Wolf Creek division tackles low aboriginal grad rates

Fewer than one in seven aboriginal students who entered Grade 10 in the Wolf Creek School Division in 2009 graduated three years later, a shockingly low rate that leaves the division looking way up at the already low provincewide 44 per cent completion rate.

Fewer than one in seven aboriginal students who entered Grade 10 in the Wolf Creek School Division in 2009 graduated three years later, a shockingly low rate that leaves the division looking way up at the already low provincewide 44 per cent completion rate.

School divisions across the province recently compiled their Annual Education Results Reports (AERR), displaying data from the 2011-12 and 2012-13 school years. The data shows things like dropout, high school completion, and post-secondary transition rates for entire division populations and First Nations, Métis and Inuit (FNMI) students.

While Central Alberta jurisdictions such as Wild Rose School Division and Chinook’s Edge School Division show well when it comes to FNMI metrics, Wolf Creek’s marks based on 2011-12 data fall well below provincial averages.

The high school completion rate (within three years) fell 30 per cent below the provincial average to 13.7 per cent, the dropout rate was 10.6 per cent, and the post-secondary transition rate of 21 per cent was significantly lower than the provincial average.

In the Ponoka area, over one-quarter of students in Wolf Creek schools are aboriginal, while other FNMI students are spread throughout the division. Superintendent Larry Jacobs said the division has to “build a bridge” between cultures to engender greater success.

“It’s incumbent on jurisdictions like mine that border up against a First Nations area, the Hobbema reserves, to tackle this concern,” said Jacobs.

He said the district is putting together a literacy plan for all at-risk learners that will not only improve reading and writing, but students’ ability to solve complex math and science problems and understand technology at a high level.

And Jacobs said the division will look to hire someone who can act as a liaison with FNMI students, communities, and staff to make sure school curricula works in a First Nations cultural context as well.

Wild Rose’s FNMI education statistics, on the other hand, showed achievement nearly equal to the larger school population.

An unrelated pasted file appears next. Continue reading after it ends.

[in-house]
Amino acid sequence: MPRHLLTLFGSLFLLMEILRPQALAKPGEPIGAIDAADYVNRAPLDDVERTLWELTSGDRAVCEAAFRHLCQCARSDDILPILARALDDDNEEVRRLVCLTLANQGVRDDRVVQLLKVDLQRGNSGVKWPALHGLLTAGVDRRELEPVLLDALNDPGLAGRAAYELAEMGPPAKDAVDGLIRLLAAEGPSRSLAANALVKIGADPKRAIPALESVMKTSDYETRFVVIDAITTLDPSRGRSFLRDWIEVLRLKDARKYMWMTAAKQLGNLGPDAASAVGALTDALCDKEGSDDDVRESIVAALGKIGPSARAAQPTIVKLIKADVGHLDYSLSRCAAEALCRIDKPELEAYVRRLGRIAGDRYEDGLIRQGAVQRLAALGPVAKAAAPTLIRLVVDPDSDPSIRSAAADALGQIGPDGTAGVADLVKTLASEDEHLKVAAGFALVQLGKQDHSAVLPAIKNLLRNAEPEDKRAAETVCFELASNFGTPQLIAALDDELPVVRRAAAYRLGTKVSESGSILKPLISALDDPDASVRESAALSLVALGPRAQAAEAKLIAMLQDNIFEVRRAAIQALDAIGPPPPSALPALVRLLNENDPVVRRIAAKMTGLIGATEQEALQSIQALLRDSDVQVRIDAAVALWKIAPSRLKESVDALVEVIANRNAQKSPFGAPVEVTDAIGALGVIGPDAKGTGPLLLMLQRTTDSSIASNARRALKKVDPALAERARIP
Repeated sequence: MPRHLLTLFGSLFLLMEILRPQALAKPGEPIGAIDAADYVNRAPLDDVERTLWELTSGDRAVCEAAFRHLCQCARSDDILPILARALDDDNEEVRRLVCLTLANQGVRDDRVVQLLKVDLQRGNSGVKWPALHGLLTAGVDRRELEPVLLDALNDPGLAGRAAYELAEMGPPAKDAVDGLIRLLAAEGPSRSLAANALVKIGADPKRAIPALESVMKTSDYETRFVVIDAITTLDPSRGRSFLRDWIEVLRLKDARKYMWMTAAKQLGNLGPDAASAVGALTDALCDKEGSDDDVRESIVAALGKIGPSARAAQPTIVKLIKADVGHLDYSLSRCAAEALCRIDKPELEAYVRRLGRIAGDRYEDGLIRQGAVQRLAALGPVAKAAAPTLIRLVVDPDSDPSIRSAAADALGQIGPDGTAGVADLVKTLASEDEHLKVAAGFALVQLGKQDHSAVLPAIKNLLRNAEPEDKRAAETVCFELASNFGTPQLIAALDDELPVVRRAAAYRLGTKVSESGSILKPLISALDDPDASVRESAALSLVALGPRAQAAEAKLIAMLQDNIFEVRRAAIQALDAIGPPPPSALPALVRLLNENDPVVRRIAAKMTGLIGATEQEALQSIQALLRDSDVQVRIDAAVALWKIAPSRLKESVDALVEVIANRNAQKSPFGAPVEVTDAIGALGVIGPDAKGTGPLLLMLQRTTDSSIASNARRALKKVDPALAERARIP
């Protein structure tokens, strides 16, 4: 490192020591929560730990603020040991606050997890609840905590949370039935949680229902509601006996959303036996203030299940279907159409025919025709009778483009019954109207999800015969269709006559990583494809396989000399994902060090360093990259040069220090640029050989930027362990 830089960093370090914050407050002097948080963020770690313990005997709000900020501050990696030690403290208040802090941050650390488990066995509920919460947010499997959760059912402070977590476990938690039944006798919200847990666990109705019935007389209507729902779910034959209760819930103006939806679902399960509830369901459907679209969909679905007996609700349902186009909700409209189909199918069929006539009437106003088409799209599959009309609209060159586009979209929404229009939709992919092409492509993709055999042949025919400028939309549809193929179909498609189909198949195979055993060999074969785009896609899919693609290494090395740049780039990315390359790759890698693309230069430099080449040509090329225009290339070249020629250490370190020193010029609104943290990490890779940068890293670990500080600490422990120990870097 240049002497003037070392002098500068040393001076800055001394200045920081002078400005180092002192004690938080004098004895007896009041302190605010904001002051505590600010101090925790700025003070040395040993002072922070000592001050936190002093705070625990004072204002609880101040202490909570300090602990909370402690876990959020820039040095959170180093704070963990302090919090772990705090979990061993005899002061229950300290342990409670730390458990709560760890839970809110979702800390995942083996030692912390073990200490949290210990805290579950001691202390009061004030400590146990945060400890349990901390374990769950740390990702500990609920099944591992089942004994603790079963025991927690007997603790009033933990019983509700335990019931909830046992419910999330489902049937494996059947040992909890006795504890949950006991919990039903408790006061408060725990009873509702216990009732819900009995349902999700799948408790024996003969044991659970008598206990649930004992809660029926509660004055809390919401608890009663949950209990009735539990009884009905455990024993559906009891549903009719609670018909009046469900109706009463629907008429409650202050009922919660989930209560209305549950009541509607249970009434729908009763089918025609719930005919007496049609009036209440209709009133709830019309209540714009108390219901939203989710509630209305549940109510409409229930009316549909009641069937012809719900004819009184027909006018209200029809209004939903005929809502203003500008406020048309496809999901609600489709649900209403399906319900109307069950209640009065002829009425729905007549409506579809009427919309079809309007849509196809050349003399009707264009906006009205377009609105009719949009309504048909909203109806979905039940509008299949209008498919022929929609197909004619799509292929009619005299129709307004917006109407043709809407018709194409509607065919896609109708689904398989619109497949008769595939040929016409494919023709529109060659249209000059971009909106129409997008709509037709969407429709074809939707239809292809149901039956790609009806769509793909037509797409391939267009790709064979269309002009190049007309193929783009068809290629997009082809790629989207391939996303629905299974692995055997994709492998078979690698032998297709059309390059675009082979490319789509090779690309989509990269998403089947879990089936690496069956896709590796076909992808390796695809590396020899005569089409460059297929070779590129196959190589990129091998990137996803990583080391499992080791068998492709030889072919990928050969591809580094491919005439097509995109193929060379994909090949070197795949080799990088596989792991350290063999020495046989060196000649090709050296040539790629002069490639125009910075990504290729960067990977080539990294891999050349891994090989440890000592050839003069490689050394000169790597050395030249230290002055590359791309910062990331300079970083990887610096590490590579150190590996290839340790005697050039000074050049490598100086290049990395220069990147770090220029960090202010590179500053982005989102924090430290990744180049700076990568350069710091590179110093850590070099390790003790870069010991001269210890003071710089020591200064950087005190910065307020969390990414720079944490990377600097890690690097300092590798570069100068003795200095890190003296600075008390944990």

The FNMI completion rate of 72.7 per cent was well above the provincial average, and dropout and transition rates showed improvement and were above average as well.

In Chinook’s Edge, the high school completion rate was 69.7 per cent for FNMI students, while the entire school population achieved a mark of 78.2 per cent. The latter figure represents a significant accomplishment for the division, said associate superintendent Ray Hoppins.

“We’re very proud that we’re at an all-time high. We’re having students complete high school to a greater extent than ever before,” said Hoppins.

While the results show a solid performance for the division across many metrics, the transition rate — the percentage of students who have enrolled in post-secondary education six years after entering Grade 10 — of 53.7 per cent remains below the provincial average.

Hoppins said current dual credit opportunities with Olds College and future opportunities with Red Deer College should improve that figure.

Clearview School Division had too few FNMI students in the division for statistics to be compiled for the 2011-12 school year. For its entire population, the results were very positive.

Clearview’s dropout rate of 2.9 per cent is below the Alberta average, while its high school completion rate was 10th best in the province at 81.6 per cent, and its transition rate registered at 63.4 per cent.


Get local stories you won't find anywhere else right to your inbox.
Sign up here

Just Posted

(Contributed image)
Wolf Creek Public Schools will not participate in curriculum pilot

Central Alberta school jurisdiction joins others across Alberta

AstraZeneca vaccine is ready to be used at a homeless shelter in Romford, east London, Wednesday, Feb. 3, 2021. THE CANADIAN PRESS/AP-Frank Augstein
Most unvaccinated Canadians uncomfortable with AstraZeneca vaccine: survey

Just 41 per cent of Canadians who aren’t vaccinated, but intend to… Continue reading

Advocate file photo